Trade blocs are intergovernmental agreements intended to bring economic benefits to their members by reducing barriers to trade.
Some well known trade blocs include the European Union, NAFTA and the African Union. Through encouraging foreign direct investment, increasing competition, and boosting exports, trade blocs can have numerous benefits for their members.
In Latin America, Mercosur and the more recently formed Pacific Alliance blocs together represent about 93 percent of the region's GDP at 2014 market prices. Who participates in these trade blocs and how do they compare?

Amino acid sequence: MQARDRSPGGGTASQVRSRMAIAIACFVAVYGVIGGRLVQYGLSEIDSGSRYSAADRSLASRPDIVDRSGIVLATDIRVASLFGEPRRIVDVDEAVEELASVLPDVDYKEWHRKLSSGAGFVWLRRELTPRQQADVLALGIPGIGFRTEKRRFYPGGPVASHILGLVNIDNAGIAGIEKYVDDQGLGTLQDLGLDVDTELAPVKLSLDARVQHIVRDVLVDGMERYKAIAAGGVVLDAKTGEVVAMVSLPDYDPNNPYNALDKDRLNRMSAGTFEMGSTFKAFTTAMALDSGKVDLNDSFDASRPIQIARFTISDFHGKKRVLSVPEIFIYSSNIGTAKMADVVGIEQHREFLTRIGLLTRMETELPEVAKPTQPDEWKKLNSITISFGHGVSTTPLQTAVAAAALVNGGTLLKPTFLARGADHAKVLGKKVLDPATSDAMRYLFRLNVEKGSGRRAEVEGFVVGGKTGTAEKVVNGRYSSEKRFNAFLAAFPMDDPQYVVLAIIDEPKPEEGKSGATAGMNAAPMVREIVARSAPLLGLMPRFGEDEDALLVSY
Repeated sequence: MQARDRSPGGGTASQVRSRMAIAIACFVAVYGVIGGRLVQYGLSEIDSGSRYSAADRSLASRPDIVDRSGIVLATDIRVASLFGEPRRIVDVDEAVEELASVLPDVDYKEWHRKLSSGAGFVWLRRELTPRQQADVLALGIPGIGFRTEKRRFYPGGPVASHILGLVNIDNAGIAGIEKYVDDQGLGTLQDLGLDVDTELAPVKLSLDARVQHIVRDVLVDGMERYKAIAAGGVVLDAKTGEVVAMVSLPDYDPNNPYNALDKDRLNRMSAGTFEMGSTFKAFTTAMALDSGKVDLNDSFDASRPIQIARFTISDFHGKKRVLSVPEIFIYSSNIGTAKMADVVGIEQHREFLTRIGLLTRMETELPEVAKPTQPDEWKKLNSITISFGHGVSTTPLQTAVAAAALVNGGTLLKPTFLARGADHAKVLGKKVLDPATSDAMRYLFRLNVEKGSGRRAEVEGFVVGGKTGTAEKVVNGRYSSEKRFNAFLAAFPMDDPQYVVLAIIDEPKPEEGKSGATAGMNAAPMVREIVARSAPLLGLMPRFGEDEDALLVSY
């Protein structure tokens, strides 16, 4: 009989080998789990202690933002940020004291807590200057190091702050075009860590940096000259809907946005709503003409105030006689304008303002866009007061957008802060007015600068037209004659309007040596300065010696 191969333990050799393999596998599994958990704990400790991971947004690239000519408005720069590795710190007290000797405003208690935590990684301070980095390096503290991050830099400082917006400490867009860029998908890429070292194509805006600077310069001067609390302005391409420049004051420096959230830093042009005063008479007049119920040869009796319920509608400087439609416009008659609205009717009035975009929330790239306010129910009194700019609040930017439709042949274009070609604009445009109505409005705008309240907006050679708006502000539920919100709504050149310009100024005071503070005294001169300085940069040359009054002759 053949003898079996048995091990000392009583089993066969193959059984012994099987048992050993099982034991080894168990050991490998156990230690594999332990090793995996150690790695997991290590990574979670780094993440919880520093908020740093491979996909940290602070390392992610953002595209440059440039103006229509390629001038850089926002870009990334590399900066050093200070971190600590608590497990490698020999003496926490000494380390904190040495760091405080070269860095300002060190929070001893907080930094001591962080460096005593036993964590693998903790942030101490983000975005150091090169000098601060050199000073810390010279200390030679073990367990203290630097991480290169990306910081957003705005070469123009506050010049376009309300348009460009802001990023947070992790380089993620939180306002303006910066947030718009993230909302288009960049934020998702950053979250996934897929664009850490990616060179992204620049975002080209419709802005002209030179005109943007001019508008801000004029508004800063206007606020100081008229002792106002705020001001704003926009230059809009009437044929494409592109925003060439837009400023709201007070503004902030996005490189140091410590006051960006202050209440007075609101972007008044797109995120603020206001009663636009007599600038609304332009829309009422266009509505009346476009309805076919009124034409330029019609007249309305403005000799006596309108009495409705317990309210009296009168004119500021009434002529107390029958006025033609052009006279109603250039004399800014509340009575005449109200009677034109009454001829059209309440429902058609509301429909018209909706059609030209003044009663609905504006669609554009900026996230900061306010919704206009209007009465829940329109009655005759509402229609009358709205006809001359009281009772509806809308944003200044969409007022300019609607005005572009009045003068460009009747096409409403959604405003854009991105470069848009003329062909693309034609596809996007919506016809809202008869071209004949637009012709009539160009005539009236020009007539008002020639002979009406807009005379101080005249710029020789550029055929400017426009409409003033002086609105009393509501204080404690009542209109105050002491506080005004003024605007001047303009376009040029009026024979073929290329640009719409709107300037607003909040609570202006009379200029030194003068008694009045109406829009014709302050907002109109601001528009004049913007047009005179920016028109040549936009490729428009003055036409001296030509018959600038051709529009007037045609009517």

Size, membership and performance of Mercosur and The Pacific Alliance
The Pacific Alliance is a Latin American trade bloc formed in 2011 among Chile, Colombia, Mexico, and Peru. Together the four countries have a combined population of about 221.3 million and GDP of $2.1 trillion. The Southern Common Market (Mercosur) created in 1991, includes Argentina, Brazil, Paraguay, Uruguay, and Venezuela. Together the five Mercosur countries have 285.0 million inhabitants and GDP of $3.5 trillion.
One of the areas intended to benefit from these agreements, trade within the blocs, accounts for about 4 percent of the Pacific Alliance's total trade and about 14 percent in Mercosur.